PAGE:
The Legacy of Soldiers in the Streets
Since Donald Trump threatened to use soldiers to quell the largely peaceful protests supporting our black siblings who have been victims of police brutality and institutional racism, I have been having trouble sleeping.
Two words kept spinning in my mind: martial law.
I have seen firsthand the consequences of deploying soldiers to end peaceful protest. I can only hope that this does not become our legacy in the United States.
It surfaced long-buried memories of living under martial law in the Philippines, where I come from. The practice was instituted when Philippine President Ferdinand Marcos suspended the writ of habeas corpus (a constitutional provision that requires prisoners to be brought before the court). A month later, on September 21, 1972, he declared martial law. Suddenly, we had heavily armed soldiers patrolling the streets, staffing military check points, and restricting inter-island travel. Protesters, many of them my family and friends, were labeled as communists and rounded up to be detained in heavily guarded military stockades and jails.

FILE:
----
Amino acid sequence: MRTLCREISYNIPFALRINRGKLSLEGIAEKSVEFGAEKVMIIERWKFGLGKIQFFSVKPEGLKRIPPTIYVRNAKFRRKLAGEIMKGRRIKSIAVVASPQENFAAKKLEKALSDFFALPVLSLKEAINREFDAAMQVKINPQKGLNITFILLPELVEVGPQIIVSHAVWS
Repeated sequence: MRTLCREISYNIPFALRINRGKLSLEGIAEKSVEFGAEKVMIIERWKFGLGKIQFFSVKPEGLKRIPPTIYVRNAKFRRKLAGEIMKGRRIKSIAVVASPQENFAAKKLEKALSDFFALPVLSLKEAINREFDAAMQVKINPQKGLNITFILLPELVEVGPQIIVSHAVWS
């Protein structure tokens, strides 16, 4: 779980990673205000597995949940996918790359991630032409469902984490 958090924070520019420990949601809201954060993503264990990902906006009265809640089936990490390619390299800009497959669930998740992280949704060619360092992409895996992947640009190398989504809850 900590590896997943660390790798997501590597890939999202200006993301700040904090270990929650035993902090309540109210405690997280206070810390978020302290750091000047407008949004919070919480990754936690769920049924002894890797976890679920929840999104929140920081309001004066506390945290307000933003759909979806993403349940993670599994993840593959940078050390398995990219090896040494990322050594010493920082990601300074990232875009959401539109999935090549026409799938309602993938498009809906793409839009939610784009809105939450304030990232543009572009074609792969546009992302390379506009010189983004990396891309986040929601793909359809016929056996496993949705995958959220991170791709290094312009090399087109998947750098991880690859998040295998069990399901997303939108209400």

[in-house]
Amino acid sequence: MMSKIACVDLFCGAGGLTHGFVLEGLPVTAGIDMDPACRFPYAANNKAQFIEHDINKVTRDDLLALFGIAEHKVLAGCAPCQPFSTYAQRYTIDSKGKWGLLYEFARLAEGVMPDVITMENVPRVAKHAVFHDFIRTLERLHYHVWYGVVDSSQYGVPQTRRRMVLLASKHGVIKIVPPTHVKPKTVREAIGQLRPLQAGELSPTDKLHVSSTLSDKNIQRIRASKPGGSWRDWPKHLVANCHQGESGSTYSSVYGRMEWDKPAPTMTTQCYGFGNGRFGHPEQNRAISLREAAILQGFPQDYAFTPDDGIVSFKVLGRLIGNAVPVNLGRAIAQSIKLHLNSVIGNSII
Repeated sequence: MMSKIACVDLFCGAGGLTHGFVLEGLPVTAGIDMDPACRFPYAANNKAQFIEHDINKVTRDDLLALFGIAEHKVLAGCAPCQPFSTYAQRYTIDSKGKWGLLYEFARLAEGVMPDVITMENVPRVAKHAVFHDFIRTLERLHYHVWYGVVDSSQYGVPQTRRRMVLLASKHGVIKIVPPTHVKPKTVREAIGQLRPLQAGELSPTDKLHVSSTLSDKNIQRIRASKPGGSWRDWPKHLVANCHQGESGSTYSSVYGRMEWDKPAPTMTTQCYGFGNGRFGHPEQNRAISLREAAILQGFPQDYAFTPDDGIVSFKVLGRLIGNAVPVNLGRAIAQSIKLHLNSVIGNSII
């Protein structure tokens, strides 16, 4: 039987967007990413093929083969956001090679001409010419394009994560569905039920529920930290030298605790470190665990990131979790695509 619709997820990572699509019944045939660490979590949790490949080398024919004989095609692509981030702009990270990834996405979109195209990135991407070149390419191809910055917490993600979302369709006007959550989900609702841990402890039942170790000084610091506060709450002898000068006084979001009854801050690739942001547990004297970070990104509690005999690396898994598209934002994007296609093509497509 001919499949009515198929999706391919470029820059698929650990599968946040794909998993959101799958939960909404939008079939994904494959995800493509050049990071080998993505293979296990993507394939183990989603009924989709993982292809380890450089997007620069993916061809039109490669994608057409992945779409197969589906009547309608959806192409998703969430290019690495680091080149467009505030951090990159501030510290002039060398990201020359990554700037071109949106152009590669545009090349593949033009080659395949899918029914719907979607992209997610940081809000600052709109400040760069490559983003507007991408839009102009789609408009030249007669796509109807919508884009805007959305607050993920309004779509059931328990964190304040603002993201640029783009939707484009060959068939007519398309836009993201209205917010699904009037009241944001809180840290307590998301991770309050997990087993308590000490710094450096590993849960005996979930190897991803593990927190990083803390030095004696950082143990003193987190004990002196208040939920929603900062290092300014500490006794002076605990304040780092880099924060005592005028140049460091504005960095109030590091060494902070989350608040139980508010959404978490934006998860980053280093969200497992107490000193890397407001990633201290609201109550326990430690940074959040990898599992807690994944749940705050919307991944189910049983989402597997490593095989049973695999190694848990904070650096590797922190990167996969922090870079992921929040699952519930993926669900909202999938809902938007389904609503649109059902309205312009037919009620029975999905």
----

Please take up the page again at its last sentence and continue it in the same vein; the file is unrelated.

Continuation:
Those who managed to escape hid in safe houses kept by churches. But most fled to join the Communist Party of the Philippines and its armed wing, the New Peoples Army. Marcos used the threat of communism to secure and keep U.S. support. Ironically, martial law was the main driver for the growth of communism in the Philippines.
We finally overthrew Marcos in 1986 through a series of peaceful protests dubbed the People Power Revolution. But we continue to live with the consequences and legacy of martial law today. It can be witnessed in the extra-judicial killings (EJK) running rampant in the Philippines. EJK is nothing but state-sponsored murder. It was used during martial law by Marcos to get rid of his enemies. Instead of using the legal system today, it is being used by Philippine President Rodrigo Duterte, whom Donald Trump admires, to get rid of drug dealers. It is also being used to permanently silence journalists and other Filipinos, like my nephew Dr. Avelex Amor, who expose government corruption.
The Philippines, a former U.S. colony, patterned its legal system after the U.S. While martial law has been selectively declared in the United States nine times since World War II – five of those times were in the south to desegregate schools – it has not been applied nationally.
I have seen firsthand the consequences of deploying soldiers to end peaceful protest. I can only hope that this does not become our legacy in the United States. But I am worried.
To avoid this legacy, we need change at a systems level. We should stop using laws written largely by white people to quell valid protests against racism. Instead, we must work for policies that right the injustices long used to systematically subjugate and discriminate against black and brown people.
Only then, as the prophet Amos reminds us, can “justice roll down like water and righteousness an ever-flowing stream.” (Amos 5:24).